+44 1803 865913
By: Francis F Chen
450 pages, 376 colour illustrations, 3 black & white tables
Recent books have raised the public consciousness about the dangers of global warming and climate change. This book is intended to convey the message that there is a solution. The solution is the rapid development of hydrogen fusion energy. This energy source is inexhaustible and, although achieving fusion energy is difficult, the progress made in the past two decades has been remarkable. The physics issues are now understood well enough that serious engineering can begin. This book starts with a summary of climate change and energy sources, trying to give a concise, clear, impartial picture of the facts, separate from conjecture and sensationalism. Controlled fusion - the difficult problems and ingenious solutions - is then explained using many new concepts. The bottom line - what has yet to be done, how long it will take, and how much it will cost - may surprise you.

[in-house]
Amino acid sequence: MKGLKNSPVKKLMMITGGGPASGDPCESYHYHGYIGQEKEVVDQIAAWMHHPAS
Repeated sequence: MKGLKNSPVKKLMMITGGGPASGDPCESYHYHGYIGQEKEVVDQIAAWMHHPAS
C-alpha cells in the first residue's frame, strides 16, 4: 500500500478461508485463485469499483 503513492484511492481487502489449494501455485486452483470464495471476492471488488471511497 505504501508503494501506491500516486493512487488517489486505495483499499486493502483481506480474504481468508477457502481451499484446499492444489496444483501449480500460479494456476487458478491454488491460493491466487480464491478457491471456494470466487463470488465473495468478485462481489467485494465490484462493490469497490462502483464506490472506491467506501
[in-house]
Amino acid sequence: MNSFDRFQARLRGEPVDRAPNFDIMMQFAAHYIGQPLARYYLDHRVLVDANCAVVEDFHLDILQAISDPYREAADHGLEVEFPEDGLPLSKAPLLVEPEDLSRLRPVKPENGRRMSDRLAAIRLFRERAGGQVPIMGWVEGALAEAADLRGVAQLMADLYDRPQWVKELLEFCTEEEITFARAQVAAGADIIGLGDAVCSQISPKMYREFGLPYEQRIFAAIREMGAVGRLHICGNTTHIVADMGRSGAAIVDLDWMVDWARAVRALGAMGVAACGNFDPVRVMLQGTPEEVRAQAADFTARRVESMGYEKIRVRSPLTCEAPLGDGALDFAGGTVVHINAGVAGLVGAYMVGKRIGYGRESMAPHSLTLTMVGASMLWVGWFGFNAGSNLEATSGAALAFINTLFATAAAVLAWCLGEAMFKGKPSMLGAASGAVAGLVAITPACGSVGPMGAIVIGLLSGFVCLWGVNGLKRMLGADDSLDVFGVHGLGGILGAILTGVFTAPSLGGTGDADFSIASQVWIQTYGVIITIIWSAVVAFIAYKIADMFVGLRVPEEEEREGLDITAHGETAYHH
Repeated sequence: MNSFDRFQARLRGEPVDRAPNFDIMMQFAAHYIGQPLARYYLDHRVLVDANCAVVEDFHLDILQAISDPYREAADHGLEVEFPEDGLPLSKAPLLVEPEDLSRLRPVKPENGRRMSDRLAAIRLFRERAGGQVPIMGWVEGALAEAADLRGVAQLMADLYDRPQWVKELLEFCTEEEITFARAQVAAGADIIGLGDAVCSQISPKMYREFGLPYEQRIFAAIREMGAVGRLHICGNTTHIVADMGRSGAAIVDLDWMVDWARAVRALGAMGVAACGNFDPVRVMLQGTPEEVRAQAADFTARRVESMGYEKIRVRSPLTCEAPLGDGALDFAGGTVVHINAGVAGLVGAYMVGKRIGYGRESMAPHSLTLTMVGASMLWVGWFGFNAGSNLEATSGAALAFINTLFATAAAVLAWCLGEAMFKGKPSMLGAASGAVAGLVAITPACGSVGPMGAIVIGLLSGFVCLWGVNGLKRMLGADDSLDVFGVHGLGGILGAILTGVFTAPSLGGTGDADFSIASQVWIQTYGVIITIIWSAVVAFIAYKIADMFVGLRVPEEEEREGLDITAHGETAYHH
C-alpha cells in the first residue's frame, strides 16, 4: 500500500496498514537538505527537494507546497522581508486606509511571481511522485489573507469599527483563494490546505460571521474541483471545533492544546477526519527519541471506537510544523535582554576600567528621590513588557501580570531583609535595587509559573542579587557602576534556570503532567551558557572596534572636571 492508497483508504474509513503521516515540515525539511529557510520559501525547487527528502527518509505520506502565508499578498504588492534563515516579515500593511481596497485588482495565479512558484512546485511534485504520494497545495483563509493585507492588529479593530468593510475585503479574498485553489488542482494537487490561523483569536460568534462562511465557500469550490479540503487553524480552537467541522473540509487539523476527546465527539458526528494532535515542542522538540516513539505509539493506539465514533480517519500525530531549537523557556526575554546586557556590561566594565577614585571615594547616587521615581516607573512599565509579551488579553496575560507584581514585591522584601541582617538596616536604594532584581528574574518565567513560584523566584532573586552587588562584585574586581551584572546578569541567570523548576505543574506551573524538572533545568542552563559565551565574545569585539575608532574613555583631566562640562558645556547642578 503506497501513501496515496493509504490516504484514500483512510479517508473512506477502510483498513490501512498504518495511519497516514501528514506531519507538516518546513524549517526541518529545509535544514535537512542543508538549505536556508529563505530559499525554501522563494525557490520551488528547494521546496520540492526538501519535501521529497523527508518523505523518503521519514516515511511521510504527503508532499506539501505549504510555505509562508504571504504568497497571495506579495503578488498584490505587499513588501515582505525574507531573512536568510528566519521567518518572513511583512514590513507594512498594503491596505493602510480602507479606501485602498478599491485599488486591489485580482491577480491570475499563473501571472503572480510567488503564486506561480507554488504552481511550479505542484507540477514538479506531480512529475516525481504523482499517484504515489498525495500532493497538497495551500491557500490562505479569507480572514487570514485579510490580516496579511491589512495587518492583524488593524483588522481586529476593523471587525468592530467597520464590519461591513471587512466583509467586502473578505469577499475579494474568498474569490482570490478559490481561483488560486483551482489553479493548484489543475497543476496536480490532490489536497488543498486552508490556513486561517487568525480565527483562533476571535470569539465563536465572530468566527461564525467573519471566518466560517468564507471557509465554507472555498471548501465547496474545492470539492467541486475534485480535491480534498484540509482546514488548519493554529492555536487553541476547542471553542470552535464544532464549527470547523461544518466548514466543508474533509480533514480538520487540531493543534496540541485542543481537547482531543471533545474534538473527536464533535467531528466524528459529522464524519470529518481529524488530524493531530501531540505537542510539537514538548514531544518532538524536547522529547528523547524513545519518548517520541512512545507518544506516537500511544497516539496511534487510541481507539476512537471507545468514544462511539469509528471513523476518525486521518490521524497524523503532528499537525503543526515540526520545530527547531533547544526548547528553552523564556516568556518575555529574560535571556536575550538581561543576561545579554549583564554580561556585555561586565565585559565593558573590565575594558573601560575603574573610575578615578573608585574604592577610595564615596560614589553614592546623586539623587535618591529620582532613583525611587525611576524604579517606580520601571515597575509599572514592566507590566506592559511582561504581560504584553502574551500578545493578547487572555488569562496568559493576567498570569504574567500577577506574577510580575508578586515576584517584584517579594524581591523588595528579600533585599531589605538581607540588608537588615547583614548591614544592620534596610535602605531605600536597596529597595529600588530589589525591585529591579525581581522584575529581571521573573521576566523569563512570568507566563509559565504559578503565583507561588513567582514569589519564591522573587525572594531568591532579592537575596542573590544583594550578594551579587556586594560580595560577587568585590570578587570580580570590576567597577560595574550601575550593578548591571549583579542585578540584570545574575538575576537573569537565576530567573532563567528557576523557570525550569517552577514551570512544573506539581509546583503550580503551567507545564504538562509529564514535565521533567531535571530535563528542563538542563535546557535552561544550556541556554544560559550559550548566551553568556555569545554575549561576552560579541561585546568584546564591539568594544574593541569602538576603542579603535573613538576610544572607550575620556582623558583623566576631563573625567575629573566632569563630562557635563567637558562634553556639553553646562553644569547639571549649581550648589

Preface.- Prologue.- The Evidence for Climate Change.- The Future of Energy I: Fossil Fuels.- The Future of Energy II: Renewable Energy.- Fusion: Energy from the Seawater.- Perfecting the Magnetic Bottle.- The Remarkable Tokamak.- Evolution and Physics of the Tokamak.- A Half-century of Progress.- Engineering: The Big Challenge.- Fusion Concepts for the Future.- Conclusions.- Epilogue.
There are currently no reviews for this book. Be the first to review this book!
Francis F. Chen's career in plasma physics has extended over five decades. His textbook Introduction to Plasma Physics has been used worldwide continuously since 1974. He is the only physicist who has published significantly in both experiment and theory and on both magnetic fusion and laser fusion. As an outdoorsman and runner, he is deeply concerned about the environment. Currently he enjoys bird photography and is a member of the Audubon Society.
Your orders support book donation projects
Search and browse over 110,000 wildlife and science products
Multi-currency. Secure worldwide shipping
Wildlife, science and conservation since 1985